By a further lease dated 10 July 2008 and made between London Trocadero Limited and the Company, a plant room on the fourth floor of the Building was demised to the Company for a term commensurate with the term of the Lease.
The Rent Deposit Deed
The parties to the Lease entered into a rent deposit deed on the same date as the Lease (`the Rent Deposit Deed', or `Deed'), under which the Tenant deposited £2,056,250 (`the Deposited Sum').
On 20 August 2015, the freehold interest in the Building was acquired by the Applicant.
On 29 September 2017, the Company went into administration and the First and Second Respondents were appointed as joint administrators of the Company.
The rent which fell due under the Lease on 1 October 2017 was not paid. It was withdrawn from the Deposited Sum on or by 9 October 2017, the Applicant giving notice through its (then) solicitors that it was withdrawing rent for the quarter commencing 1 October 2017 from the Deposited Sum in accordance with the Deed.
The Applicant's solicitors served notice pursuant to Clause 5 of the Deed requiring replenishment within 14 days. The Company failed to comply with that notice and a notice pursuant to section 146 of the Law of Property Act 1925, requiring the Company to remedy the breach, was served on 26 October 2017. The Company did not respond and did not replenish the Rent Deposit.
On 1 November 2017, Trocadero's current solicitors, Hogan Lovells International LLP, asked the Administrators to consent to a forfeiture of the Lease. The Administrators initially refused and, on 30 November 2017, Trocadero issued an application for permission to forfeit. Consent to forfeit was eventually given on 21 December 2017 and forfeiture took place on 22 December 2017. The application was then amended by consent to seek directions as to the treatment as an expense of the administration of certain obligations of the Company which accrued during the course of the administration while possession was being retained for the benefit of the administration prior to forfeiture.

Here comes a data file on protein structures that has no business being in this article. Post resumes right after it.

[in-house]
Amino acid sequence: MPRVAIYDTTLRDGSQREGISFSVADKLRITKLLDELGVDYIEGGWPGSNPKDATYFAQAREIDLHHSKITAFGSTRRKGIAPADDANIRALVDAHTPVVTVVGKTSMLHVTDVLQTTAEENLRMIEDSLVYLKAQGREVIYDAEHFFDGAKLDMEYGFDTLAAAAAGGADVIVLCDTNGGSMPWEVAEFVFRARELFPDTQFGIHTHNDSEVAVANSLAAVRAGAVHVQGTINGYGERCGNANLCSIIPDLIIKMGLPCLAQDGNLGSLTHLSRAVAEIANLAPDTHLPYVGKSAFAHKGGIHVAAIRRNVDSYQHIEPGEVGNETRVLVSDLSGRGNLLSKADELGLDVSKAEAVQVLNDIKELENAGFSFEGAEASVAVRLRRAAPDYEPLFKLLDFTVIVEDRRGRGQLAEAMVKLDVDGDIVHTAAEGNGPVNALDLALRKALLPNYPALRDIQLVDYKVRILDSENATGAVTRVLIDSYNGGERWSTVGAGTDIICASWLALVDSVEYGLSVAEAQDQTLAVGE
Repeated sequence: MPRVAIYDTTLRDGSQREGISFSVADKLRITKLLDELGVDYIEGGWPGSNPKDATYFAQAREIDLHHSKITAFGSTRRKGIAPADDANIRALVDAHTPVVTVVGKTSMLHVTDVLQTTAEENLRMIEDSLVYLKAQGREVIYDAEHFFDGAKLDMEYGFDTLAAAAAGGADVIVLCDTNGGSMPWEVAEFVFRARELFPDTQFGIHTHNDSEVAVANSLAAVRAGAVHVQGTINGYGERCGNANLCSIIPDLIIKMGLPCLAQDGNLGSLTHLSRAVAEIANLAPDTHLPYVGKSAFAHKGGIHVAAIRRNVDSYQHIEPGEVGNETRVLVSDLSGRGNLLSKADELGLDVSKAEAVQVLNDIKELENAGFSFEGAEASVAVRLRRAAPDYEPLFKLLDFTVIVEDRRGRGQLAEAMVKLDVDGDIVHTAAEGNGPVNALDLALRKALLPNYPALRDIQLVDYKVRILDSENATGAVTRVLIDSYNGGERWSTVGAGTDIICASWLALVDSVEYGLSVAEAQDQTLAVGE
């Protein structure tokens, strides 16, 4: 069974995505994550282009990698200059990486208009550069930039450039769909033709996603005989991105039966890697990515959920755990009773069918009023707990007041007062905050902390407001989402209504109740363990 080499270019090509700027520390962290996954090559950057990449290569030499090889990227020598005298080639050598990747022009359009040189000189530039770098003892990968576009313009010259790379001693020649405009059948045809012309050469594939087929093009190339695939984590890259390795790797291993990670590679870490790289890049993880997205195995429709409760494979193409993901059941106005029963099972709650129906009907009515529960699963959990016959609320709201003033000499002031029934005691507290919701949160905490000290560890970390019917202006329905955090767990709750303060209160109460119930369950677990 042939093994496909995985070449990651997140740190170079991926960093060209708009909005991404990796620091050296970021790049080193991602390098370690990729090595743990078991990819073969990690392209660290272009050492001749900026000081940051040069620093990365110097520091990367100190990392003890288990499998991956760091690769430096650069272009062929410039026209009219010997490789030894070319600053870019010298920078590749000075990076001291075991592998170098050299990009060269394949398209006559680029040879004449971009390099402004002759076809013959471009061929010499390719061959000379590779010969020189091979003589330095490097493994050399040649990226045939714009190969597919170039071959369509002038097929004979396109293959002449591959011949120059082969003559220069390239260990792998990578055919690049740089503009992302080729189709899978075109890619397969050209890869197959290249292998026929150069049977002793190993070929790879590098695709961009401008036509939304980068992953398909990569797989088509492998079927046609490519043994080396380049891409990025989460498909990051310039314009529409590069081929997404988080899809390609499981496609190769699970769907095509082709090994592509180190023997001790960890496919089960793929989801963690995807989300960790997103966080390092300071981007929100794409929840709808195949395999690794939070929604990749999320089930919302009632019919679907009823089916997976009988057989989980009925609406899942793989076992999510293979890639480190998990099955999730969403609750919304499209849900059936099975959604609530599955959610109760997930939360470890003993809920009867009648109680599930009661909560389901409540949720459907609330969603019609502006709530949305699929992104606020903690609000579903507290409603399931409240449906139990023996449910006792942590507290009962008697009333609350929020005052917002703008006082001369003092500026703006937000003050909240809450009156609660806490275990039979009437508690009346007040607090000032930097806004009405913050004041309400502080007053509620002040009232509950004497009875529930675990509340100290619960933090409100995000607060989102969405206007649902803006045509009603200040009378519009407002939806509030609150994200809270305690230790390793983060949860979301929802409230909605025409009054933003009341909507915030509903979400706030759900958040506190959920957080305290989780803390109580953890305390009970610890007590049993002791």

Following further correspondence, certain preliminary issues were directed to be heard by consent.
Since the forfeiture, the Property (as part of a slightly larger demise) has been re-let by the Applicant to Exhibitions Holdings Limited, which opened its `Body Worlds' exhibition to the public on 6 October 2018. The new lease was granted on 18 July 2018 for a term of 10 years with an option to take a further 10 years at a rent of £3 million per annum (compared with £2,051,924.35 payable under the Lease) with a rent free period until 1 December 2018 (4 ½ months).